In this next picture there are two problems that I notice one of which goes back to the beginning. And if you start with bad technique then you are likely to finish with bad technique.

The first problem: Look at the top of the siphon, at the haphazard mess of grounds there. No even dome. No real dome at all. So no stirring immediately after brewing which compromises the extraction that occurs during the draw down.

The second problem: look at how much coffee was brewed in the siphon. Just because you can put that much liquid in does not mean you should. In order to maximize the flavor extraction in a siphon brewed coffee, it's about understanding how each element contributes to the cup and then balancing all of those elements together to get the proper result. Due to the correlation of particle size, extraction rate, and draw down time, the ideal water level for a "3 cup" siphon is about the middle of the bulb which is approximately the "2 cup" mark.



It takes time to develop expertise. Those who have some level of expertise never seem to be satisfied with the status quo -- which is why they were able to achieve a notable level of skill in the first place. Whatever your craft or discipline happens to be, don't be blinded by fancy words, strong personalities or great branding. It's a combination of laziness and not caring that leads to the dissemination and acceptance of bad information. Take the time to use your mind to assess, to understand, and to know the difference between good and faulty information.

For a correct demonstration of siphon coffee brewing watch my appearance on FOX 13 from Memorial Day 2017.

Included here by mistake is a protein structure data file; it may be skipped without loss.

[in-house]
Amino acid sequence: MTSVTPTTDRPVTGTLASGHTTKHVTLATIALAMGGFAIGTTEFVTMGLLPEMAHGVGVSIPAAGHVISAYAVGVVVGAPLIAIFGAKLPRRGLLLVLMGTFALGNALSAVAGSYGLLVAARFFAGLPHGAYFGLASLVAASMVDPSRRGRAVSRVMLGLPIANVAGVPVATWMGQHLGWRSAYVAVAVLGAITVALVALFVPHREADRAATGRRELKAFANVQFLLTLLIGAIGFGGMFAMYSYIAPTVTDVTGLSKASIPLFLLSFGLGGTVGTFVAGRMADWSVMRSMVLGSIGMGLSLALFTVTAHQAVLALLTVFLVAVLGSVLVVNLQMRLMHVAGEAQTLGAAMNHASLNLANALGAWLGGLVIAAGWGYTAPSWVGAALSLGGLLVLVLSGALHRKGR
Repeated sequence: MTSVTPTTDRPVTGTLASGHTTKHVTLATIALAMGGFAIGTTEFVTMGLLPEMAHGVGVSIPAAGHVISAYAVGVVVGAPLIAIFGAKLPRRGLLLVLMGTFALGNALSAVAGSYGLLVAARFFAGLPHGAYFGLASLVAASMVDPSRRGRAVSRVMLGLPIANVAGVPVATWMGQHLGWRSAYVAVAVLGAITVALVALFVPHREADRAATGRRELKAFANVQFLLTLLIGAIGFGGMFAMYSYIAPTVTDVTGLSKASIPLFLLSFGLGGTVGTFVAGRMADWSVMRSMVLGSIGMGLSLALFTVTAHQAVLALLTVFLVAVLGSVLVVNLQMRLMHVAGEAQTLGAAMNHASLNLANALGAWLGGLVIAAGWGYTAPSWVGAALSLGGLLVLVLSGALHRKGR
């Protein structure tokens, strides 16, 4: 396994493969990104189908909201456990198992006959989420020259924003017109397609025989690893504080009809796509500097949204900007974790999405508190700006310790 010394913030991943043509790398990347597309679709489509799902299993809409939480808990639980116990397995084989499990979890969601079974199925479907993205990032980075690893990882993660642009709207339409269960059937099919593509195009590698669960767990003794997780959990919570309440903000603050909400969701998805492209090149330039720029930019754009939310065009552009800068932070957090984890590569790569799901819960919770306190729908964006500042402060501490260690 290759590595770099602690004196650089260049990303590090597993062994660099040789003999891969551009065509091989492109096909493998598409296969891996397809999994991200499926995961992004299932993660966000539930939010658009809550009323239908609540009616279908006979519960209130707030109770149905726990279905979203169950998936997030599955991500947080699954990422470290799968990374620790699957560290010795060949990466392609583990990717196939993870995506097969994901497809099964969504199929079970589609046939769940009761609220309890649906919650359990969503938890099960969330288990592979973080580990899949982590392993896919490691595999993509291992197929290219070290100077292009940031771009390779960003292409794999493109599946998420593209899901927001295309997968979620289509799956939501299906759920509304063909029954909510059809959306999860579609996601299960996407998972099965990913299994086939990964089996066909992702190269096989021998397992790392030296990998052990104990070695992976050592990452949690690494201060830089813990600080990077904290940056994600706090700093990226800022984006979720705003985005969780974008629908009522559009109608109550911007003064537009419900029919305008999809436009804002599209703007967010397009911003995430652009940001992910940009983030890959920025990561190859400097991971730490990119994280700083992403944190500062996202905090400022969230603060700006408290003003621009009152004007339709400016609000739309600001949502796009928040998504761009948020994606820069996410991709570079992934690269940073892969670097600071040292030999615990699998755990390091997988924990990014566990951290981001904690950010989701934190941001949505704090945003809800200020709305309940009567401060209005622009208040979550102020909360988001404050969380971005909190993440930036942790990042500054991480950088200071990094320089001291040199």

Whether it's brewing coffee or life in general, don't be sloppy when you can make something beautiful.







Thursday, July 13, 2017

Understand the Process

Process is important. “Understand the process,” I say. But what does that entail? Is “process” simply a set of steps you follow to accomplish a task correctly – In this case brewing coffee?

Yes.

So, we're done then?

No, we're not. Because as straightforward as it should be, to everyone's dismay (not really) there are few professionals who get it right. What are they not doing right and WHY are they not doing it right?


Let's start with: What is the process?

In a nutshell: Start with properly roasted, quality, fresh, (whole) coffee beans. Understand correct dosing (coffee:water ratio) and particle size. Use correct dosing for chosen brewing method. Grind fresh with a good, adjustable burr grinder. Use water within (generally) specific TDS parameters. And brew! Then taste and adjust until it's just right. All of these steps are taken in order to produce a specific result – excellent coffee.

Now let's work through these “simple” things and see where the problems are.

Quality coffee – Now there are cupping scores and tasting notes in respect to the green coffee. So, as a coffee roaster it's simple to get your hands on quality beans. And I would suppose that most coffee shops who are making a claim of craft, artisanal, or “Third Wave” coffee are, in fact, sourcing quality green.

Properly roasted – Here is where we need to take a closer look. Because as I have often said, the higher the quality of your green, the more complexity within that specific lot, the more skill it takes to roast it.